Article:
What’s behind our conflict?

Back in mid-December 2020, I was asked by the ERC to make a presentation in a “National Conversation on Ethnic Relations” they sponsored with UG on “How can we improve ethnic relations in Guyana?” I pointed out that it was because our “ethnic relations” are conflicted that we are having the conversation; so, essentially, we are trying to address our “ethnic conflict”. Since this was confirmed in several clashes of varying intensity since then, I repeat my observations, since some stubbornly deny any ethnic nexus.
We have to start off with some agreement – a ‘theory’, if you will – on the wellsprings of our tensions or conflict. Inevitably, such a theory – implicit or explicit – would have crucial implications for how we seek to resolve that conflict, and obviously, its chances of success. For example, if our conflict is viewed as, say, only competition over material resources, those trying to end it would propose equal access to those resources. But will this suffice if there are cultural structural barriers preventing some groups from advancing? Similarly, those who attribute the same conflict to incompatible cultures or identities would make bridging these differences central to their conflict management efforts.
Theories on ethnic conflict are legion, and what I have done over the years is to extract and synthesize those elements I felt were apropos to our specific Guyanese circumstances. Our ethnic groups lived for a hundred years together without any major conflicts between them – with the significant exception of two African-Portuguese clashes in the 19th century. This means that it is not cultural differences, per se, that cause the conflict, which only sprouted in the 1950s, erupted in the 1960s, and has done so sporadically ever since.
What happened in the 1950s and ‘60s? Modern democratic politics was inaugurated with the universal franchise in 1950, and, starting in 1953, elections that would eventually determine who would “rule” independent Guyana. Democratic elections mean agglomerating people into groups that would vote according to their common interests. And this seismic political change opened Pandora’s Box to let out “ethnic conflict”, which should therefore be more properly called “ethnopolitical conflict”.
Inaugurally, a carefully crafted leadership of all the ethnic groups was constructed as the PPP, and they won the 1953 elections overwhelmingly. But while we may blame the ambitions of Burnham for the subsequent split that has never been healed, certain structural features were already present that presaged the eventual conflict. Pared to its bare bones, these factors can be summarized in a simple formula: Group Comparison /Group Worth + Group Legitimacy = the Politics of Entitlement.
Before the elections, the Coloured/African elite assumed they would inherit the British mantle, and concerns about the growing Indian-Guyanese demographic had been raised since the 1920s. The latter had inexorably moved from then being a despised group at the bottom of the barrel to now competing, and, horror of horrors, possibly obtaining political power. As Arthur Lewis said in the 1960s re democratic elections, “Are the Negroes of British Guiana to be liquidated on the counting of heads?” For African-Guyanese, the inevitable social comparison process as articulated by some leaders was also not sanguine on what it implied for their “worth”.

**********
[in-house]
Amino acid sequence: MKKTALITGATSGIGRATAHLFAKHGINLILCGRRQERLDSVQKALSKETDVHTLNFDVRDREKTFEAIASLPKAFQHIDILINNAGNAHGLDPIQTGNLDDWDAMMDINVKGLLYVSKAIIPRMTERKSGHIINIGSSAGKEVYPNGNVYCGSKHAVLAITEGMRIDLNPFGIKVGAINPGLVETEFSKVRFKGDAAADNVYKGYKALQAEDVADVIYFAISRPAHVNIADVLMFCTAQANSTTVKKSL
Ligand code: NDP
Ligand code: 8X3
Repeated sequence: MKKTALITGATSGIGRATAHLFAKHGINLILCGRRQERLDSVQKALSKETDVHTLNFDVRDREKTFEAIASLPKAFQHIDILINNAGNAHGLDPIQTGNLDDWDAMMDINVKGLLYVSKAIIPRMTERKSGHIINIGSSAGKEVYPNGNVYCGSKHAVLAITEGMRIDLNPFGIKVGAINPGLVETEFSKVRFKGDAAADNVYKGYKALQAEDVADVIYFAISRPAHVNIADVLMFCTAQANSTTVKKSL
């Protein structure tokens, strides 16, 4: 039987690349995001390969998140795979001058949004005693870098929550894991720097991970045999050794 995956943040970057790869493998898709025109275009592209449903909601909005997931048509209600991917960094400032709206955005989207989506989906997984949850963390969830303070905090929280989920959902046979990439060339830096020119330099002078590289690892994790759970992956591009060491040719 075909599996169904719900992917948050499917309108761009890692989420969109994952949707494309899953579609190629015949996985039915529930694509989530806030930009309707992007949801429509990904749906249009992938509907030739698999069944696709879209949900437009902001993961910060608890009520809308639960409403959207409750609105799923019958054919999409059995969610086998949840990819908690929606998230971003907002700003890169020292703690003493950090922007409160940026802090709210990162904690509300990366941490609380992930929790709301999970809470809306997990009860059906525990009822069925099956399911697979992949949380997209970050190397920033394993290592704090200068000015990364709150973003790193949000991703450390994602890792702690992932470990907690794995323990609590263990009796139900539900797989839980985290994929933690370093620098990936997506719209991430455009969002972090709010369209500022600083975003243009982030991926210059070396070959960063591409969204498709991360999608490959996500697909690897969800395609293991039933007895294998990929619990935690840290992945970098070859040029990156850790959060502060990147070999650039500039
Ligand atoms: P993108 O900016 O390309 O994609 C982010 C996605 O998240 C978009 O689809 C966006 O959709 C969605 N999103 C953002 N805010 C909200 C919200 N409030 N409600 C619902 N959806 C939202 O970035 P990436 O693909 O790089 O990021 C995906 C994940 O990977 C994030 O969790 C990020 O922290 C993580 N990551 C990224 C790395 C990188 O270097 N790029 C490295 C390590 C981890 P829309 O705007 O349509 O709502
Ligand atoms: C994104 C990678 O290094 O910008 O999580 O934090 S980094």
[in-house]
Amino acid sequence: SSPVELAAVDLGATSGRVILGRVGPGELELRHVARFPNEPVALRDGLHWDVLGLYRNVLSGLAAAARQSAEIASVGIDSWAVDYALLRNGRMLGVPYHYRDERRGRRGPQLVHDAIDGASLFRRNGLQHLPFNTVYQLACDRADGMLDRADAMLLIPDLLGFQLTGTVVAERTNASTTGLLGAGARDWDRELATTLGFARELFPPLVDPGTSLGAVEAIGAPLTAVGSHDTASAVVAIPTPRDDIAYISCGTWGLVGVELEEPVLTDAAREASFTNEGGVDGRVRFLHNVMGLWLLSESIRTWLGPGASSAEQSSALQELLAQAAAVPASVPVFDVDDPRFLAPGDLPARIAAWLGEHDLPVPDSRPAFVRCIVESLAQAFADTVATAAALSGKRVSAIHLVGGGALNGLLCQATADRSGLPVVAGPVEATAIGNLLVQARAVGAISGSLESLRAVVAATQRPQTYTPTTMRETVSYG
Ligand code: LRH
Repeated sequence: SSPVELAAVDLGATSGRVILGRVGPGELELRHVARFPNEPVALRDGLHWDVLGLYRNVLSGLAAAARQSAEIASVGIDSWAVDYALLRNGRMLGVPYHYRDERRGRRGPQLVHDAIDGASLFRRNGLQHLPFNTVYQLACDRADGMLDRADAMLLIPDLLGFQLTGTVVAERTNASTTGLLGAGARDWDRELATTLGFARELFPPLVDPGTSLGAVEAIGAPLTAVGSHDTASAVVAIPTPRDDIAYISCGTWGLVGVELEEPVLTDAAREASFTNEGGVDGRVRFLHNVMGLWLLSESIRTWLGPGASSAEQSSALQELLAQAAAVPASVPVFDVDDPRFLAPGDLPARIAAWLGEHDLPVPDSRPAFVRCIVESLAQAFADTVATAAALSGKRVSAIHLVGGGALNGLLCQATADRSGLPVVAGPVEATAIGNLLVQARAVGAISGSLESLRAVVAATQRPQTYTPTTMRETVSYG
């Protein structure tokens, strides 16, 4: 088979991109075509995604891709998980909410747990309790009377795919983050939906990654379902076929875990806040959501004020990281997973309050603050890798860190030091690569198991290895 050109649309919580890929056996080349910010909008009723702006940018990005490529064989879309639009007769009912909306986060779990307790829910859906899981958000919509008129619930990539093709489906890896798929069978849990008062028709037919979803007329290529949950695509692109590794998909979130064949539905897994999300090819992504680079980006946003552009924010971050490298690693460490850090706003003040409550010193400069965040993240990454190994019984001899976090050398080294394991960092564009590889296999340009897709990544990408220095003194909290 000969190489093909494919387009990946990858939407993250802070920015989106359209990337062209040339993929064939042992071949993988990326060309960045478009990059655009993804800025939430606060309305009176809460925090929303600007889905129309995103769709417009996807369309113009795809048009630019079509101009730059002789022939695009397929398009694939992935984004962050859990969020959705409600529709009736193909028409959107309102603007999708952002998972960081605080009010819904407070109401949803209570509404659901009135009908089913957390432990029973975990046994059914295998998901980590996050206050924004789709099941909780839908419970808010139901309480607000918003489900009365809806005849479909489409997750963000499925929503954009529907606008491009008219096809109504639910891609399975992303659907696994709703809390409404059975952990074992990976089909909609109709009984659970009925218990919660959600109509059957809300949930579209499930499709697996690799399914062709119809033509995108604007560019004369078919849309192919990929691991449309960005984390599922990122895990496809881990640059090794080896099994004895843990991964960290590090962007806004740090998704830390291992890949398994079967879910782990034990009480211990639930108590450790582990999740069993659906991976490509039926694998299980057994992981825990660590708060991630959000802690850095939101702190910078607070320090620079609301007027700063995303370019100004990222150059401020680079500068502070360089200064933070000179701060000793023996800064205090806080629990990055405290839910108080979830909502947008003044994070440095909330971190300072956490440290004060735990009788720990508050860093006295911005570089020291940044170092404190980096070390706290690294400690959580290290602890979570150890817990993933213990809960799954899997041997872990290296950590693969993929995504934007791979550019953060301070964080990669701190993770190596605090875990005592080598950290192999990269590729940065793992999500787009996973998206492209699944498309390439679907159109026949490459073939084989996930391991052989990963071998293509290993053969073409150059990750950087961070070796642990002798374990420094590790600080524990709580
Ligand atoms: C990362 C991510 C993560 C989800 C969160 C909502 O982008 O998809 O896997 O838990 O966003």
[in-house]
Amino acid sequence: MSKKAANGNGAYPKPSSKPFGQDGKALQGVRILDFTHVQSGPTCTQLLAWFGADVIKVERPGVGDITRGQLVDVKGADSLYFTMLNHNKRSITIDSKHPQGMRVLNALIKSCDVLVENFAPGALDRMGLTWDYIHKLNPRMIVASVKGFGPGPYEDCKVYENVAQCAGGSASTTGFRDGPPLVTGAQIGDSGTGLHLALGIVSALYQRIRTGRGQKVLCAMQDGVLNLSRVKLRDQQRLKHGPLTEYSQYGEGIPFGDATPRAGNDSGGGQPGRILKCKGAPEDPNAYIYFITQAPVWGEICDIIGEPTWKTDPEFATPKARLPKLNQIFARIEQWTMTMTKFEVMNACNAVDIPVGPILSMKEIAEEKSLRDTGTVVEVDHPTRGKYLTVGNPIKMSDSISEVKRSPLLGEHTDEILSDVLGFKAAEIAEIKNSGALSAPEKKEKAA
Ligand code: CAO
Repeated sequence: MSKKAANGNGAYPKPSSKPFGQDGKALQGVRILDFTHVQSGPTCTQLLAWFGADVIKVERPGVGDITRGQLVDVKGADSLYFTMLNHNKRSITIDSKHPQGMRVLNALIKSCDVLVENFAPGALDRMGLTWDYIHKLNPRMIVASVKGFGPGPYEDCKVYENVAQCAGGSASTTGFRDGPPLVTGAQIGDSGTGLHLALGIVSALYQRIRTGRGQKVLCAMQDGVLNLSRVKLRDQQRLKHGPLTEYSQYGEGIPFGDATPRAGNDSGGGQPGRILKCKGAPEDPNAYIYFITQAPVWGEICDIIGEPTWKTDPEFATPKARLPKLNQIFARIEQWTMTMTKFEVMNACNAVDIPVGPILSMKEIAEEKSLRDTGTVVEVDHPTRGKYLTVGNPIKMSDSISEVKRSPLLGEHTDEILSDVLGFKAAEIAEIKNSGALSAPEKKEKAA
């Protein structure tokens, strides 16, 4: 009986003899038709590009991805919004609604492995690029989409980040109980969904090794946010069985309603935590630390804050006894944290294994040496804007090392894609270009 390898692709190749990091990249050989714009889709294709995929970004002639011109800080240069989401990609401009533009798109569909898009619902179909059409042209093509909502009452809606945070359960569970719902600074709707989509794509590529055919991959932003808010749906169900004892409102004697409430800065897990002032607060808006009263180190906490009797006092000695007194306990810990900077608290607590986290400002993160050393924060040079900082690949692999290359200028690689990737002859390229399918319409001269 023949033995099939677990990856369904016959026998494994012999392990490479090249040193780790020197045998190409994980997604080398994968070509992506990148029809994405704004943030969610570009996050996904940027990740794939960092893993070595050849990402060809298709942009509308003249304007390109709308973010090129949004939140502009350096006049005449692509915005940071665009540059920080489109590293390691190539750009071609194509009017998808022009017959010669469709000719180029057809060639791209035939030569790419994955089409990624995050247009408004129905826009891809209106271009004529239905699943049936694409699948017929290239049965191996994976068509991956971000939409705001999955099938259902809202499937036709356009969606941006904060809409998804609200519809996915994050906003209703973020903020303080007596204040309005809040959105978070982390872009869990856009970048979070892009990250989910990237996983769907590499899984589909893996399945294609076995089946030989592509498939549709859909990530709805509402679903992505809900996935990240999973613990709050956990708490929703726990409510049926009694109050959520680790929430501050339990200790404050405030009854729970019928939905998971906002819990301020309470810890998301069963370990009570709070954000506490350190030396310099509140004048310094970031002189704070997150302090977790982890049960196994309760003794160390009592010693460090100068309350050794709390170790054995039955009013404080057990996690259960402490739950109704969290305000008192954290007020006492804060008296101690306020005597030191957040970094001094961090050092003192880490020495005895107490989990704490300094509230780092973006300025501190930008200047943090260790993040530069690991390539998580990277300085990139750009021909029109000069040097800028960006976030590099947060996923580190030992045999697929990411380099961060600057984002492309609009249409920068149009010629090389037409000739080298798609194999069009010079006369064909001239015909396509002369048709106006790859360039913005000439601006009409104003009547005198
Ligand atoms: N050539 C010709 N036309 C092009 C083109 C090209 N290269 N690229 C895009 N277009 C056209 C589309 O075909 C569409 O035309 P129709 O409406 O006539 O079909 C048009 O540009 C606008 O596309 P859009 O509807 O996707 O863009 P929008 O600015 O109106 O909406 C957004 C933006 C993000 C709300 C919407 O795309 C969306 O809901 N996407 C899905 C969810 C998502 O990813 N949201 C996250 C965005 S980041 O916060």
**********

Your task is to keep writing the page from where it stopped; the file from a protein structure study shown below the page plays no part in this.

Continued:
This was because the premise of the modern state system and its politics about the equality of citizens was not acceptable to many African/ Coloured Guyanese because of their greater claim to “legitimacy”. Because of their prior arrival, slave labour without being recompensed, earlier westernization/ “civilization” etc. leaders made (and still make) the claim that they had greater entitlement to the national patrimony than others, especially Indian-Guyanese. This demanded their control of the state for the distribution of resources.
This point of view still receives great traction in the African-Guyanese community, and must be addressed if we are to change our ethnic relations from one of conflict to peace. The notion of greater legitimacy precipitated counterclaims from other Guyanese, insisting on equal rights to the national patrimony. Indian Guyanese claimed they “saved” Guyana as a viable proposition in the 19th century with their indentured labour; and Indigenous Guyanese claimed that this was their country, to begin with.
Conflict arises when the aspirations of the various groups cannot be realised to an extent they believe is “just”, yet where the “deprivation” – especially economic – is unfortunately perceived relatively. The sources of these perceptions are justified and revealed in the groups’ narratives.
Policies to rectify objective group inequalities must be introduced, implemented, monitored, and reported.